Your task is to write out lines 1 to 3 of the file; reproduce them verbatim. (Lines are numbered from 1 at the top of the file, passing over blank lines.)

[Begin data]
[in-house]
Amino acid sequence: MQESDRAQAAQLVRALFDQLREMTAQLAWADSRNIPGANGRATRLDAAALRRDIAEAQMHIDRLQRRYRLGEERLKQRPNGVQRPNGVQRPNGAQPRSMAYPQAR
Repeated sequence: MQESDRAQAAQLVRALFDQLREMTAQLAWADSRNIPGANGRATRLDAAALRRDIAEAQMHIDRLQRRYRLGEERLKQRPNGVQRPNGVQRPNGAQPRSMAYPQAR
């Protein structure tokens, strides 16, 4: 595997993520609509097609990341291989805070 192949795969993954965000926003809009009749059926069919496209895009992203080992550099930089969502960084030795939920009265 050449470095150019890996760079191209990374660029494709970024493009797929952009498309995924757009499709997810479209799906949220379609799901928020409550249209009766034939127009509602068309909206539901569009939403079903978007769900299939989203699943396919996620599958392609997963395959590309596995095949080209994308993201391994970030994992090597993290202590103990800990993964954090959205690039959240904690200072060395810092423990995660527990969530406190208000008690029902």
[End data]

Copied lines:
[in-house]
Amino acid sequence: MQESDRAQAAQLVRALFDQLREMTAQLAWADSRNIPGANGRATRLDAAALRRDIAEAQMHIDRLQRRYRLGEERLKQRPNGVQRPNGVQRPNGAQPRSMAYPQAR
Repeated sequence: MQESDRAQAAQLVRALFDQLREMTAQLAWADSRNIPGANGRATRLDAAALRRDIAEAQMHIDRLQRRYRLGEERLKQRPNGVQRPNGVQRPNGAQPRSMAYPQAR